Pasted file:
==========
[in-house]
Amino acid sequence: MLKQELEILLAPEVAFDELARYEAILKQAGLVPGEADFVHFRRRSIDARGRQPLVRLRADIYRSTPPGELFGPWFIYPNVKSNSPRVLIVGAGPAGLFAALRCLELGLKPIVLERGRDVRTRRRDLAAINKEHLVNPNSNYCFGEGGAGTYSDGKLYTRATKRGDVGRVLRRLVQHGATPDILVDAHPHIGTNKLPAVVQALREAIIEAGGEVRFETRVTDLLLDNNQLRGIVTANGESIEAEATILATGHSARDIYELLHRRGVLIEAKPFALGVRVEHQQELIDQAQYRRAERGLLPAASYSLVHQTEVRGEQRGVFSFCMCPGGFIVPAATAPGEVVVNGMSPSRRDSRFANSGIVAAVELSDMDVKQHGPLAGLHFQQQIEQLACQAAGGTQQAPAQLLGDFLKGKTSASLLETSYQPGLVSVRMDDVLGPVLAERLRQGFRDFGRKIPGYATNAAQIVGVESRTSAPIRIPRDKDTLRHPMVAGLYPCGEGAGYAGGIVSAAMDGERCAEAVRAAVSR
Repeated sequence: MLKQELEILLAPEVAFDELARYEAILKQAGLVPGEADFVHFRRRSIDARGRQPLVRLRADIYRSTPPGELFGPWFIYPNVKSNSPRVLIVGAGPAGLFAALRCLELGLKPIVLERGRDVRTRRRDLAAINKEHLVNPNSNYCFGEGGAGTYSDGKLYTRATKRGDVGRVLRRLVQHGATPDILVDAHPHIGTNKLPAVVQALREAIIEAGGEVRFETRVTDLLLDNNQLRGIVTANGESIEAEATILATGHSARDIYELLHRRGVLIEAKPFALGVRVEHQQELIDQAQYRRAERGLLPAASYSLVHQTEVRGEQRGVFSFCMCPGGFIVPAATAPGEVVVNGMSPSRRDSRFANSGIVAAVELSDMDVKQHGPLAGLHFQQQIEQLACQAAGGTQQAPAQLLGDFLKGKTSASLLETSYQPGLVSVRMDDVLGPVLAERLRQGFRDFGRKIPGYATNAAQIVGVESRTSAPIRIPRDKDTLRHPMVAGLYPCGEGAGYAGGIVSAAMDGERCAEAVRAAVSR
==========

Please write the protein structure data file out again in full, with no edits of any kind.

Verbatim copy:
[in-house]
Amino acid sequence: MLKQELEILLAPEVAFDELARYEAILKQAGLVPGEADFVHFRRRSIDARGRQPLVRLRADIYRSTPPGELFGPWFIYPNVKSNSPRVLIVGAGPAGLFAALRCLELGLKPIVLERGRDVRTRRRDLAAINKEHLVNPNSNYCFGEGGAGTYSDGKLYTRATKRGDVGRVLRRLVQHGATPDILVDAHPHIGTNKLPAVVQALREAIIEAGGEVRFETRVTDLLLDNNQLRGIVTANGESIEAEATILATGHSARDIYELLHRRGVLIEAKPFALGVRVEHQQELIDQAQYRRAERGLLPAASYSLVHQTEVRGEQRGVFSFCMCPGGFIVPAATAPGEVVVNGMSPSRRDSRFANSGIVAAVELSDMDVKQHGPLAGLHFQQQIEQLACQAAGGTQQAPAQLLGDFLKGKTSASLLETSYQPGLVSVRMDDVLGPVLAERLRQGFRDFGRKIPGYATNAAQIVGVESRTSAPIRIPRDKDTLRHPMVAGLYPCGEGAGYAGGIVSAAMDGERCAEAVRAAVSR
Repeated sequence: MLKQELEILLAPEVAFDELARYEAILKQAGLVPGEADFVHFRRRSIDARGRQPLVRLRADIYRSTPPGELFGPWFIYPNVKSNSPRVLIVGAGPAGLFAALRCLELGLKPIVLERGRDVRTRRRDLAAINKEHLVNPNSNYCFGEGGAGTYSDGKLYTRATKRGDVGRVLRRLVQHGATPDILVDAHPHIGTNKLPAVVQALREAIIEAGGEVRFETRVTDLLLDNNQLRGIVTANGESIEAEATILATGHSARDIYELLHRRGVLIEAKPFALGVRVEHQQELIDQAQYRRAERGLLPAASYSLVHQTEVRGEQRGVFSFCMCPGGFIVPAATAPGEVVVNGMSPSRRDSRFANSGIVAAVELSDMDVKQHGPLAGLHFQQQIEQLACQAAGGTQQAPAQLLGDFLKGKTSASLLETSYQPGLVSVRMDDVLGPVLAERLRQGFRDFGRKIPGYATNAAQIVGVESRTSAPIRIPRDKDTLRHPMVAGLYPCGEGAGYAGGIVSAAMDGERCAEAVRAAVSR